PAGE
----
Isea 2022 - Possibles



June 11 to 16

Screening / American made machines // (canción g.)

Authors: Christopher M. Carruth


The american made machines using generative code to subvert the language and structure of the internet to create a contemplative, constructivist experience. It is part of an ongoing exploration into the social, emotional, and existential impacts of technology on contemporary life, ultimately working towards a more reflective, calmer, and intentional experience.


Theme: Subversion, Contemplation, Imaginary, Net.Art

More information:

  • Abstract: We live in the age of the algorithm. It’s organized around an ancient impulse alive and well in both the contemporary collective and individual — the desire to bring order to chaos, to control the unknown, to domesticate the wild. In this contemporary moment, we experience this impulse through an obsession with information, convenience, order, and efficiency. A great deal of our lives are shaped by the dynamic of these socio-technical realities, with a logical terminus on this quest for illusory control being a technocracy: a digitalization where every interaction can be monitored, analyzed, optimized, commodified, exploited and ultimately controlled. The price of this quest for constructed control is a world without genuine wildness, without chaos, without chance.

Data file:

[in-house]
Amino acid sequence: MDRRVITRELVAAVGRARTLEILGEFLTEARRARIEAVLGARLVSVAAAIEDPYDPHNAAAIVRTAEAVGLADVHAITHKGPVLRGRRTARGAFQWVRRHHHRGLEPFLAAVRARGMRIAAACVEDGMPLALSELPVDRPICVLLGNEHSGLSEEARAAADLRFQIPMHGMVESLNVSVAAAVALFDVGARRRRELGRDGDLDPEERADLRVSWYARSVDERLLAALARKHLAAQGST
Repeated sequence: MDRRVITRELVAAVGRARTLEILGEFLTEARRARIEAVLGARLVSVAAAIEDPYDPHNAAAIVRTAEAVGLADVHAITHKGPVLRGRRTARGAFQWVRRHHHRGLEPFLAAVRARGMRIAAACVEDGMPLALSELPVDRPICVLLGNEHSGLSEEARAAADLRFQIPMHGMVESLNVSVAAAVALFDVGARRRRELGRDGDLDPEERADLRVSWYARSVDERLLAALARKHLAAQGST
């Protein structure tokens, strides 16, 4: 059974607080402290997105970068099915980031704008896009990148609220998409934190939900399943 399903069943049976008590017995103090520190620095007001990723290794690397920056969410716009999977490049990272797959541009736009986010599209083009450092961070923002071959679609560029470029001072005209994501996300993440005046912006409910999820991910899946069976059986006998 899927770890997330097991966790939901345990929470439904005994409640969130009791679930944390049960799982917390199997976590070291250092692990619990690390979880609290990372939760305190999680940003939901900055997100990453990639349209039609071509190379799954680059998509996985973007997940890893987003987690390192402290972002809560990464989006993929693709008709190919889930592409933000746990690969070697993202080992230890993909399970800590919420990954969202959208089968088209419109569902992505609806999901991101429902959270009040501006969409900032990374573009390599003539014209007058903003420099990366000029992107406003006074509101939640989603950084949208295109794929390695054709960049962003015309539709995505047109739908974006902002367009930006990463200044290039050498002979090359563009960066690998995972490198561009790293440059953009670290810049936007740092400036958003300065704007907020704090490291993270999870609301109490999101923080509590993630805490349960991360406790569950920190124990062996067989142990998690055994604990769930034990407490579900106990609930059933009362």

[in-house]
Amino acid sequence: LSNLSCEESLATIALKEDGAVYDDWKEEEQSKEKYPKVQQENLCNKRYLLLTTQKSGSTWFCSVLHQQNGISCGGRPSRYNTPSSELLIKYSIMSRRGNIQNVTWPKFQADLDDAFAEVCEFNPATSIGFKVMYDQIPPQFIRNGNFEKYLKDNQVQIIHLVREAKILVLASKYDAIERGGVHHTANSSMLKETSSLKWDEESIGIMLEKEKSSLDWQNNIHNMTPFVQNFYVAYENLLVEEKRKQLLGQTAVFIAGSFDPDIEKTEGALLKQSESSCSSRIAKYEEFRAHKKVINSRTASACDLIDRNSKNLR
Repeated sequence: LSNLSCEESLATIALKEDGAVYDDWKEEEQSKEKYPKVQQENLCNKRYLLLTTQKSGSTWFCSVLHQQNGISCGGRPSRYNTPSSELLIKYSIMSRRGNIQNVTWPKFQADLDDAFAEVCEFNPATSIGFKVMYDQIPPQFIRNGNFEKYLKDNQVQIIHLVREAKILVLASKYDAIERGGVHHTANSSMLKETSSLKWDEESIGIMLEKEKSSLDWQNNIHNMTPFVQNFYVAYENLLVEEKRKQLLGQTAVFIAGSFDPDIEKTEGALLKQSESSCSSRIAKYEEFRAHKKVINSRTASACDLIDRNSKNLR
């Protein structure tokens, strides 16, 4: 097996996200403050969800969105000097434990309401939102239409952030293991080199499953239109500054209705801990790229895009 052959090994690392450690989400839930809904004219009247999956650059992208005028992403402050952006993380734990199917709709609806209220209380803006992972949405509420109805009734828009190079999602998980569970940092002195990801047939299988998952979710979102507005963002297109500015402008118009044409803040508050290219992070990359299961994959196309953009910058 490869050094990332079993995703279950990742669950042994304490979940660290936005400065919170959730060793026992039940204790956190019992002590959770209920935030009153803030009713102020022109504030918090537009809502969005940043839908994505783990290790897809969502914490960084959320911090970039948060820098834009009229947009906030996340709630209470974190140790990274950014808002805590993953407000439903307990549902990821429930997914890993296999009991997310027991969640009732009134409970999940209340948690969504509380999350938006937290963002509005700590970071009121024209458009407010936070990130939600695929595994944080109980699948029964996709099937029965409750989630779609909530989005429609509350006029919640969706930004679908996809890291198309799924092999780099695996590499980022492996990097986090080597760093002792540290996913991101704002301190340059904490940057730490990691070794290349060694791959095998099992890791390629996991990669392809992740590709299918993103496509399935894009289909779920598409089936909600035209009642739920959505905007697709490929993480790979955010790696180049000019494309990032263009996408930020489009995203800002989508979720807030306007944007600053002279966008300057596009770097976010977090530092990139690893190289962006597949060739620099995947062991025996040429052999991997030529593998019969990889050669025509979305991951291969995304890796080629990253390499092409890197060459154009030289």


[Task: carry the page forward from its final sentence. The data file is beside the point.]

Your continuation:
The american made machines series reveals a hidden potentiality inside of this dynamic while simultaneously encouraging a reflection of the personal, ethical, and social dimensions at play. The work is as much a (re)presentation of the form + function of our always-on digital infrastructure as it is a chance to revisit individual intentionality and possible futures within this relationship. While the imagery itself is literally composed of HTML/CSS objects, through their algorithmically generative transformation these visualizations function as Rothkoesque color fields or Rorschach tests. This seductive (re)presentation of the www asks you to look inward as much as it does into the digital world. What is your relationship to the internet, screens, and technology at large? You can surely survive without modern technology, but can you thrive? On a larger scale, are we ready to do the difficult work of training ourselves out of problematic internet behaviours and into a deeper appreciation of one’s own role within these systems? Do you confront and factor in your role within these systems? What do you want it – and yourself – to be?

  • Biography: Christopher is an artist, educator, and technologist.  At its core, his work is an investigation into society and technology’s mutual influence. The complexities which emerge from our material and technologized landscapes are research subjects, while the methods of interaction, exploration, and engagement collapse into a research-based practice that itself formally resolves as time-based media, creative coding, poetics, performance, and new media.  His primary interest is intervening into our relationship with modern socio-technical systems, pushing back against their boundaries to allow for speculative design, ethical considerations, and future imaginaries to arise, ultimately seeking to find contemplative, transformative, constructivist silence amidst the noise of an increasingly mediated society. 
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